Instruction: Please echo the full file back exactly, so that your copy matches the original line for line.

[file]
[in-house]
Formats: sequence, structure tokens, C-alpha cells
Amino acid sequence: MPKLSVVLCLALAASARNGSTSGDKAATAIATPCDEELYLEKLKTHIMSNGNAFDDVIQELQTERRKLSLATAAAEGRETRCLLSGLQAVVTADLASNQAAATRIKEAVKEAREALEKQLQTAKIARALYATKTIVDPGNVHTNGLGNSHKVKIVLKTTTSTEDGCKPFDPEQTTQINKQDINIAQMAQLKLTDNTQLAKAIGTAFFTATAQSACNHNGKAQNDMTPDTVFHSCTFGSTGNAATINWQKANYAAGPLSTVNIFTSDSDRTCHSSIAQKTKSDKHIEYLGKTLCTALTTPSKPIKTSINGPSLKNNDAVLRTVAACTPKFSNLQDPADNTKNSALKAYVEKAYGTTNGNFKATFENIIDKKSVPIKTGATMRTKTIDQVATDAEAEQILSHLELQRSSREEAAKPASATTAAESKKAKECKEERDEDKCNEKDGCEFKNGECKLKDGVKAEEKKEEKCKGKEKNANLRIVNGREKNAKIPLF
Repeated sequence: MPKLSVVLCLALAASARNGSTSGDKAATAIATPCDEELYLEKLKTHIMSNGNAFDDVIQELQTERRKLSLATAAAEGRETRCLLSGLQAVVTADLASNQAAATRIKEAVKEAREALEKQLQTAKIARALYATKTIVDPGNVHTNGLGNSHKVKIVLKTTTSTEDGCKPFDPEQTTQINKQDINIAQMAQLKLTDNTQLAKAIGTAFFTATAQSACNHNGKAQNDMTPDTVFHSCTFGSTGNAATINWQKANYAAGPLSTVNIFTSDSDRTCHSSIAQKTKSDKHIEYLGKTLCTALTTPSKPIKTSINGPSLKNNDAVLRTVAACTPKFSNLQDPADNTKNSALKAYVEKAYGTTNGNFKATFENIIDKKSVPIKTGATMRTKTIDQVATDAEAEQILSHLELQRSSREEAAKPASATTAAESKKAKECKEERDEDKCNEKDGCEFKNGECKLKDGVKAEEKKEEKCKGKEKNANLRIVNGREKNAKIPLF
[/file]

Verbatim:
[in-house]
Formats: sequence, structure tokens, C-alpha cells
Amino acid sequence: MPKLSVVLCLALAASARNGSTSGDKAATAIATPCDEELYLEKLKTHIMSNGNAFDDVIQELQTERRKLSLATAAAEGRETRCLLSGLQAVVTADLASNQAAATRIKEAVKEAREALEKQLQTAKIARALYATKTIVDPGNVHTNGLGNSHKVKIVLKTTTSTEDGCKPFDPEQTTQINKQDINIAQMAQLKLTDNTQLAKAIGTAFFTATAQSACNHNGKAQNDMTPDTVFHSCTFGSTGNAATINWQKANYAAGPLSTVNIFTSDSDRTCHSSIAQKTKSDKHIEYLGKTLCTALTTPSKPIKTSINGPSLKNNDAVLRTVAACTPKFSNLQDPADNTKNSALKAYVEKAYGTTNGNFKATFENIIDKKSVPIKTGATMRTKTIDQVATDAEAEQILSHLELQRSSREEAAKPASATTAAESKKAKECKEERDEDKCNEKDGCEFKNGECKLKDGVKAEEKKEEKCKGKEKNANLRIVNGREKNAKIPLF
Repeated sequence: MPKLSVVLCLALAASARNGSTSGDKAATAIATPCDEELYLEKLKTHIMSNGNAFDDVIQELQTERRKLSLATAAAEGRETRCLLSGLQAVVTADLASNQAAATRIKEAVKEAREALEKQLQTAKIARALYATKTIVDPGNVHTNGLGNSHKVKIVLKTTTSTEDGCKPFDPEQTTQINKQDINIAQMAQLKLTDNTQLAKAIGTAFFTATAQSACNHNGKAQNDMTPDTVFHSCTFGSTGNAATINWQKANYAAGPLSTVNIFTSDSDRTCHSSIAQKTKSDKHIEYLGKTLCTALTTPSKPIKTSINGPSLKNNDAVLRTVAACTPKFSNLQDPADNTKNSALKAYVEKAYGTTNGNFKATFENIIDKKSVPIKTGATMRTKTIDQVATDAEAEQILSHLELQRSSREEAAKPASATTAAESKKAKECKEERDEDKCNEKDGCEFKNGECKLKDGVKAEEKKEEKCKGKEKNANLRIVNGREKNAKIPLF